Tulsa Equality Center Triumphs Over Hate Months After Attack
TULSA, Oklahoma - Nearly eight months since it was vandalized, leaders at Tulsa's equality center said they are prepared for the worst.
New safety measures are in place after someone shot up the building in March.
Whoever shot more than a dozen bullets into the windows and door at the Oklahomans for Equality building, 621 East 4th Street, still hasn't been caught.
Police said the case is inactive since detectives haven't had any new leads, but leaders said they are taking a proactive stance when it comes to security.
"That particular day had really caught us off guard," said Toby Jenkins, executive director at Oklahomans for Equality.
It was all caught on camera. You see a white truck drive by, firing 14 shots into the front glass.
"We had to have counselors come in. We had facilitators who canceled their programs," Jenkins said.
The bullet holes are a constant reminder of hate.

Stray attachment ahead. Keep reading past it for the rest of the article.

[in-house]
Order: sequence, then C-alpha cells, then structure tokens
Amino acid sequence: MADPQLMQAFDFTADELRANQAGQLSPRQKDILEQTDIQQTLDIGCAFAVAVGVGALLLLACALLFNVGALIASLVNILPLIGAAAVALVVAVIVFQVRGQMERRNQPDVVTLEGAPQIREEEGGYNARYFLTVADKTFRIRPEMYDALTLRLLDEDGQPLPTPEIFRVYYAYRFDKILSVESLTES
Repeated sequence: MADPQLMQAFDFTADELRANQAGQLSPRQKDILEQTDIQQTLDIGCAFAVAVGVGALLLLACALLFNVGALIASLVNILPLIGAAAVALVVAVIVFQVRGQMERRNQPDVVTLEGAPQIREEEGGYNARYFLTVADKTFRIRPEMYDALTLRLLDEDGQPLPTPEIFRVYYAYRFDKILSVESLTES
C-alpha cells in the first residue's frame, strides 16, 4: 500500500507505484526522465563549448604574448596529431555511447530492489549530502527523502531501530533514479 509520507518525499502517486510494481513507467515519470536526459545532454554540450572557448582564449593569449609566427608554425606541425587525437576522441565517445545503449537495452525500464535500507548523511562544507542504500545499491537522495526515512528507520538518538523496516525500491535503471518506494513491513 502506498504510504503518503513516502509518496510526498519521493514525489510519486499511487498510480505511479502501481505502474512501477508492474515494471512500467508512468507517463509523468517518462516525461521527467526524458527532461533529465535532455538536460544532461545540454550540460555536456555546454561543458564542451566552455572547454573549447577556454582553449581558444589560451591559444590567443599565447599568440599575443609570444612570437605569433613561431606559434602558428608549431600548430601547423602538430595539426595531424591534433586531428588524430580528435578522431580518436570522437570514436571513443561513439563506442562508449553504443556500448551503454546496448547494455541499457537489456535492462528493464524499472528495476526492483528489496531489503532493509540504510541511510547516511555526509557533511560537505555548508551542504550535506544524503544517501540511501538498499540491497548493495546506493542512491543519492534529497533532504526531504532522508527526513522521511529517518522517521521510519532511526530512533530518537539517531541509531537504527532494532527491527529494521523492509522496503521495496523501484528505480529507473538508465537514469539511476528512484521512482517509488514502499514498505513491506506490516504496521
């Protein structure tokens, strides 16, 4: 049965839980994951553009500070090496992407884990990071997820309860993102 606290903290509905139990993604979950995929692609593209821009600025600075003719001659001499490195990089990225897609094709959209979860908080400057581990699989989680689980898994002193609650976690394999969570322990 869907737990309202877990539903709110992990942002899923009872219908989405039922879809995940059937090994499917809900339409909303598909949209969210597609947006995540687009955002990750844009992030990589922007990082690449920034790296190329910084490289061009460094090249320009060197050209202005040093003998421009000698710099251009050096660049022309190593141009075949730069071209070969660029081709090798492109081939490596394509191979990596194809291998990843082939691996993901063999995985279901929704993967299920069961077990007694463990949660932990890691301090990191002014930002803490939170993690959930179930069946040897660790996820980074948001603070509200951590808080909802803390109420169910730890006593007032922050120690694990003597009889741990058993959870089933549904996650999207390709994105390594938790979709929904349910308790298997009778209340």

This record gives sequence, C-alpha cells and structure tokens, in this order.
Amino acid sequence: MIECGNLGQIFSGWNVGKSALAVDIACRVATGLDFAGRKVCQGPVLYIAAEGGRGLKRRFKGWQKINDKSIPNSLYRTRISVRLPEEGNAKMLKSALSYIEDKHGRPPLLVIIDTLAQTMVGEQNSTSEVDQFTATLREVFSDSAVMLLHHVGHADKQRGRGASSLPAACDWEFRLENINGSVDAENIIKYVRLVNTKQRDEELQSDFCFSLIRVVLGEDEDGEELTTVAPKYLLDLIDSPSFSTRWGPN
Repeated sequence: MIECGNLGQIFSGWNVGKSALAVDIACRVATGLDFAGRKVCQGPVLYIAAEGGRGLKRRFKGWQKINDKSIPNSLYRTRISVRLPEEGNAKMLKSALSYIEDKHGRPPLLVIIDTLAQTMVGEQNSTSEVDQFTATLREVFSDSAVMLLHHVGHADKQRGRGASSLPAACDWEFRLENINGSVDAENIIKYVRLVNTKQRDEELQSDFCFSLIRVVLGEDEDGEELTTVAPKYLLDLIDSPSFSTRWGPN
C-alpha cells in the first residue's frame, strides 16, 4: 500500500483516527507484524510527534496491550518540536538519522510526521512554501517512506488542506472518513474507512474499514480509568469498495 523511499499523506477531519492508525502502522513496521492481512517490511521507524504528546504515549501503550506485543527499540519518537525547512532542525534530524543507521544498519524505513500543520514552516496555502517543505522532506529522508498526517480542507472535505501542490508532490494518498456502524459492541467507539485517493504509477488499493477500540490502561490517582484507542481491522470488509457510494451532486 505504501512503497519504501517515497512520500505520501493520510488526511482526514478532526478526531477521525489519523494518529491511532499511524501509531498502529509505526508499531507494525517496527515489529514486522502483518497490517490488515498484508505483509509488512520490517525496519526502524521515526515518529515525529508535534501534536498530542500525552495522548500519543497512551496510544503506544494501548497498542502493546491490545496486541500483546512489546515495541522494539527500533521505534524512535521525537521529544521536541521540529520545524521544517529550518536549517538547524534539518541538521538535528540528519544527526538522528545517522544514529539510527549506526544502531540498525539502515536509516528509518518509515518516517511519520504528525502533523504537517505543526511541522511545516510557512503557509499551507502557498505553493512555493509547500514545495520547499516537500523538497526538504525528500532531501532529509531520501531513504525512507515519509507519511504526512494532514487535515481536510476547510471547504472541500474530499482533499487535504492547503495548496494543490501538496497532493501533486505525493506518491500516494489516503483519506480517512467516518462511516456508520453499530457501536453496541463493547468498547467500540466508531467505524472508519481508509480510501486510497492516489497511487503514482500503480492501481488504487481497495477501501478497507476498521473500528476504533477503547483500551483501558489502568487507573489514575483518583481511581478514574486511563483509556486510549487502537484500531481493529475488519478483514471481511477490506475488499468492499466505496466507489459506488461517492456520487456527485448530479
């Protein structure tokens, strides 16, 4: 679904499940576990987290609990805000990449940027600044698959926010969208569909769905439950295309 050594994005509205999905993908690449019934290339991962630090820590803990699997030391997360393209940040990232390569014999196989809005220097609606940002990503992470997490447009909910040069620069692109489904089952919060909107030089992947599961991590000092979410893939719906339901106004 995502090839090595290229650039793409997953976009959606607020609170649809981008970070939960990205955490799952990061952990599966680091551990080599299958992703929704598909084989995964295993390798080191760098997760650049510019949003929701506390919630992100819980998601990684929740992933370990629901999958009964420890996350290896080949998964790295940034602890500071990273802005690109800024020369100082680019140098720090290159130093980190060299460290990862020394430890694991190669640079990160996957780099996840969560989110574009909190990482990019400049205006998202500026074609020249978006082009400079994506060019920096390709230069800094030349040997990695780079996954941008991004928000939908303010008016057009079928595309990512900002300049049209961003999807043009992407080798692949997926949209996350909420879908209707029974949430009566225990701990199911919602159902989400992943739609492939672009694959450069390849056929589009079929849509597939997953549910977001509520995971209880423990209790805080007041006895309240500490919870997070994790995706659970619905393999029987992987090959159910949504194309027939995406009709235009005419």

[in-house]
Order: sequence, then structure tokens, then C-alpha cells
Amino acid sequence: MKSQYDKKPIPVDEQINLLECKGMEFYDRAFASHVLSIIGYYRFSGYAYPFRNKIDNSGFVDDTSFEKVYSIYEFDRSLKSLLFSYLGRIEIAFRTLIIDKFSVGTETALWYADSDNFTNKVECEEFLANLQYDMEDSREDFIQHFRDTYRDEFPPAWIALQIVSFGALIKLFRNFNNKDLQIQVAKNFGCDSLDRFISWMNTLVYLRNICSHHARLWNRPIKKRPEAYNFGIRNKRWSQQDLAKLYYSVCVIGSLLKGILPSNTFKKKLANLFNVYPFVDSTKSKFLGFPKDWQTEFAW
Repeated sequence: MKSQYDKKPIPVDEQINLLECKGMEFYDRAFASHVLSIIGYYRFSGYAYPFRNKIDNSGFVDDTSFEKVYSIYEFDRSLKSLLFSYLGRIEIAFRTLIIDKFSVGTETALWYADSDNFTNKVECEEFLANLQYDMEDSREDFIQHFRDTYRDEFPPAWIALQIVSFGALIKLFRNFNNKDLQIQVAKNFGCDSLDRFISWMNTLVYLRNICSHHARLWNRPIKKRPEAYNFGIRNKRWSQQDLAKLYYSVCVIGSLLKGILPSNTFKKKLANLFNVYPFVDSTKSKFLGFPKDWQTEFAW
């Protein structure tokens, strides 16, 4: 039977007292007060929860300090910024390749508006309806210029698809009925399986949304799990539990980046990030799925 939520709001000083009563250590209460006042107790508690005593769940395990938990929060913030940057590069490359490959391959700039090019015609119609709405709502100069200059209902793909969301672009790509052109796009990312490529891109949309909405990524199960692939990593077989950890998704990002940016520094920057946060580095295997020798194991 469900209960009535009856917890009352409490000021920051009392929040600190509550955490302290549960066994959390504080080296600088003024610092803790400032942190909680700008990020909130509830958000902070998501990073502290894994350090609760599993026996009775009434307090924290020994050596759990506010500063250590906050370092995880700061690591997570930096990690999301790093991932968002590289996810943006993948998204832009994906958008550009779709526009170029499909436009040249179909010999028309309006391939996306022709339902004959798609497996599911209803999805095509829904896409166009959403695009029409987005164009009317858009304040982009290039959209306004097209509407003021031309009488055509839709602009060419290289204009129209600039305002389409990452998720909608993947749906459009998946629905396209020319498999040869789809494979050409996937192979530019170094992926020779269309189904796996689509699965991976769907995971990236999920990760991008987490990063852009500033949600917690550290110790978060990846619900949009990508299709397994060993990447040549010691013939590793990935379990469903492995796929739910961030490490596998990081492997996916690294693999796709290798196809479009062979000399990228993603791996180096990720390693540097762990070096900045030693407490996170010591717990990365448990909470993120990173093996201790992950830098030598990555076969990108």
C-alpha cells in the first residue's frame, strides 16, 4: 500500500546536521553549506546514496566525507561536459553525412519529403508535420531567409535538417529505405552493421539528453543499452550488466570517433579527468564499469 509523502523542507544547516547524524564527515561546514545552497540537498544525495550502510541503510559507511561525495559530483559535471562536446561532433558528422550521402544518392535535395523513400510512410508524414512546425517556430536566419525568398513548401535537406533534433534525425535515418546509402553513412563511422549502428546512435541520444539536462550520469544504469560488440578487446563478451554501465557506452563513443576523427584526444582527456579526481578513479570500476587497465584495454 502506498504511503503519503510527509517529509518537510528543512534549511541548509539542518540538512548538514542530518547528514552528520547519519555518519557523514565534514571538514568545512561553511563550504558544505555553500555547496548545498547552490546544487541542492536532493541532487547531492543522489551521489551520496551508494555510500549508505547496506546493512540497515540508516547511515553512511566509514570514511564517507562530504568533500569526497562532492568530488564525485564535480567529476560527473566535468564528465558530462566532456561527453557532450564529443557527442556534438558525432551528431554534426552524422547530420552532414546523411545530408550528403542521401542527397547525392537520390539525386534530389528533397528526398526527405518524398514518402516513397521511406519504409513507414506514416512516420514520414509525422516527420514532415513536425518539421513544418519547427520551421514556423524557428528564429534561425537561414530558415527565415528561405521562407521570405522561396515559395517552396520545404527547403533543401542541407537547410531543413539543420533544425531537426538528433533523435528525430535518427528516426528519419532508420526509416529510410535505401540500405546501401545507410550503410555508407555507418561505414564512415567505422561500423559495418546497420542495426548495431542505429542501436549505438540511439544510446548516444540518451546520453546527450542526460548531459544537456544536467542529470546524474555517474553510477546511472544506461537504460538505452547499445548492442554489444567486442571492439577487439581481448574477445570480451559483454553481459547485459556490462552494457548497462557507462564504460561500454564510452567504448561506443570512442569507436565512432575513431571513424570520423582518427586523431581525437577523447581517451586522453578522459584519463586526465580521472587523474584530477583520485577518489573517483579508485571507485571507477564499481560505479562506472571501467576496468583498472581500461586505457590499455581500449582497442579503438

"We had a lot of our older adults who did not feel safe for several months after," Jenkins said.
So Jenkins decided it was time for upgrades.
The historic 1920s building had what's called 'impact glass" at the time.
"It didn't stop bullets, but it did slow them down enough so it didn't shatter," Jenkins said.
Now, crews have installed a three-inch bullet-resistant glass.
"Since the center was vandalized in March, they also stepped up security by adding new high definition cameras with enhanced vision," Jenkins said. "We now can zoom in and capture images if we have to identify someone."
The same day the center was attacked, a man walked in yelling homosexual slurs, saying he wished they were dead.
Three other death threats have been delivered to their mailbox.
"They said 'we're going to kill you' or 'we want you dead,'" Jenkins said.
But that hasn't stopped them from their mission. Instead it's opened new doors.
"We had this explosion and surge of people who came to us who didn't know we even existed," Jenkins said.
And with $30,000 in donations pouring in from across the world. The real message? Love wins.
"When you have elected officials and faith leaders and high school groups donate to new windows at the Equality Center, that's evidence that Tulsa is better than this act of hate," Jenkins said.
If you have any information about who shot at the building in March, call Crime Stoppers at 918-596-COPS.